Shs.50,000/= per weekly visit to Budo Junior School, That came to Shs.200,000/= per month or Shs.2,400,000/= per year. This income,
however would be earned only up to nine months from the death of the deceased had he not died at the time he did.
The total income lost owing to the deceased’s death appears to be:-
Budo Junior School 1,800,000/=
Alied Medical Consultants 2,400,000/=
Total Lost Annual
Out of the total shs.14,399,000/= is subject of a multiplier of 4 years, 14,399,000 x 4 = 57,596,960/=. The Shs.1,200,000/= lost
income from Buddo Junior School is not subject to any multiplier as it would be earned by the deceased up to the end of the year
The total lost income is thus 57,596,960/= + 1,200,000/= 58,796,960/=. Court would, however, reduce the sum of 58,796,960/= by, to
take care of possible income tax deductions especially with the salary from Mulago Hospital, any uncertainties that might have intervened
and the factor of acceleration. Court deems the sum of Shs4,796,960/= as being appropriate deduction in that regard.
The sum of lost dependency left for award and distribution among the Plaintiff and her four children is thus Shs.54,000,000/=. It
is awarded to them as general damages and distributed as below:-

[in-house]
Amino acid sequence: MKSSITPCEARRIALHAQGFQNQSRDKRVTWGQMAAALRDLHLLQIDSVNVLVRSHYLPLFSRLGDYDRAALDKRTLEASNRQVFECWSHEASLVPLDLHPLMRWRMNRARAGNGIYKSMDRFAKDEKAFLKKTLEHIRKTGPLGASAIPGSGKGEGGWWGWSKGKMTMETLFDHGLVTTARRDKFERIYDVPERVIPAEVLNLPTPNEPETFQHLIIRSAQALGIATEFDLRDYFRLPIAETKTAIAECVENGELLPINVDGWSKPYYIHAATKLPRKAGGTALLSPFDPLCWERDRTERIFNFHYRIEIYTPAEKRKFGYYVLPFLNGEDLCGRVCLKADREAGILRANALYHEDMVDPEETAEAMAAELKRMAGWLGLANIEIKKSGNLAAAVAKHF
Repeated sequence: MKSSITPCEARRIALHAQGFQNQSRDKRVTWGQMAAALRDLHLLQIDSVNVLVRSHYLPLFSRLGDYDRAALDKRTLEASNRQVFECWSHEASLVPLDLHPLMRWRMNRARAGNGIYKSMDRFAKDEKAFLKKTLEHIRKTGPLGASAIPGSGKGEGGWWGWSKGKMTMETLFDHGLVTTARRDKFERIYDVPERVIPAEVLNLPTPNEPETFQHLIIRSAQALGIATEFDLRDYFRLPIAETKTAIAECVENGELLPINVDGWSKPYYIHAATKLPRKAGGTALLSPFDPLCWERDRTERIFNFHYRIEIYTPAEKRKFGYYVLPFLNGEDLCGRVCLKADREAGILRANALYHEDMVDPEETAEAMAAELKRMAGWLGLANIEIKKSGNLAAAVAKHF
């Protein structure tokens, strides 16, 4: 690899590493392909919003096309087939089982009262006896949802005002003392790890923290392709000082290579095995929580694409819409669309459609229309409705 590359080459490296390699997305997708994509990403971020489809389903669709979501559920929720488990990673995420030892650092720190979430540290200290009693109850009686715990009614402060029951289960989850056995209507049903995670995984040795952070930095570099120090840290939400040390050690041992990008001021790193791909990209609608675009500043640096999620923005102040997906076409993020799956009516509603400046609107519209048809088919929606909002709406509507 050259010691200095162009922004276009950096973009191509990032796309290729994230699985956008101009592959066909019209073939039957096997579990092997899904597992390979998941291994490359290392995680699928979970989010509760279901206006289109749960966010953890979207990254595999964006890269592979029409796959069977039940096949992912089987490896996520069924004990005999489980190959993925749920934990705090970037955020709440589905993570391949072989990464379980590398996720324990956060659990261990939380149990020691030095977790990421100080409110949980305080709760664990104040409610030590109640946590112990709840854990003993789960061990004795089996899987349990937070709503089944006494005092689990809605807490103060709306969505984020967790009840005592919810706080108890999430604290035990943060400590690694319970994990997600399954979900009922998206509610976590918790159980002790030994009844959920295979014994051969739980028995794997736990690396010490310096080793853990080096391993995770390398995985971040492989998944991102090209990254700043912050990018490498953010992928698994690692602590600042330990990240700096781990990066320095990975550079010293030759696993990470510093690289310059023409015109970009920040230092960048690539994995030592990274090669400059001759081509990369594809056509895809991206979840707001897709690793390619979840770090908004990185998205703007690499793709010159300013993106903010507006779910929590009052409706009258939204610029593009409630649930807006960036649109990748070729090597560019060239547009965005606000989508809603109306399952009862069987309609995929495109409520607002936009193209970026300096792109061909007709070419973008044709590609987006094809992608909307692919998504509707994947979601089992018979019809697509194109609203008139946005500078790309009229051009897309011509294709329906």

- Plaintiff (widow)
- Andrew Kevin Lugoloobi
Nalumenya (son – 17 years) - Shs.9,000,000/=
Nalumenya (son 22 years)
Patricia Sylvia Nabateregga
daughter - 24 years
In addition, the general damages shall attract an interest at the rate of 8% per annum. The costs of civil Suit No.1331 of 1998, is
awarded to the Plaintiff against the defendant.
HCCS No.1330 of 1998 – Saulo Mawanda Ssempa (Suing Through His Next Friend William Ndawula Ssempa)
The Plaintiff in this case is also the Plaintiff in HCCS No.1332 of 1998. In that case, he sued claiming general damages for loss of dependency upon his father, the late Dr. Michael Kyakulumbye Ssempa.
In this suit he claims general damages for loss of dependency upon his mother, the late Dr. Catherine Othieno Ssempa. Both parents
drowned in the same accident at river Mayanja on 29th March, 1998.
The unchallenged evidence of PW13, Dr. Peter Ndimbirwe Mugenyi and PW21, Miriam Kasujja, showed that the late Dr. Catherine Othieno
Ssempa was working with The Joint Clinical Research Centre, under a Project funded by case Western Reserve University. She was earning
a salary of US$2,000 and UGShs.400,000/= per month.
PW13 testified that the deceased was uniquely qualified in the field of molecular biology/immunology and that she had a very high
potential of getting employed into other projects in the event of the project she was working with getting wound up. The same witness
testified that the project had a life span of 5 years. The deceased had worked for 2 years with the project by the time of her death.
Three years, of the life span of the project was remaining. The project closed in 2001. The evidence in exhibit P.2 shows that the
deceased was aged only 33 years by the time of her death. She, therefore, lost 27 years of her expected working life. However, since
the earnings of US$2,000 per month and the Shs.400,000/= per month were based upon a specific project whose life span was only 5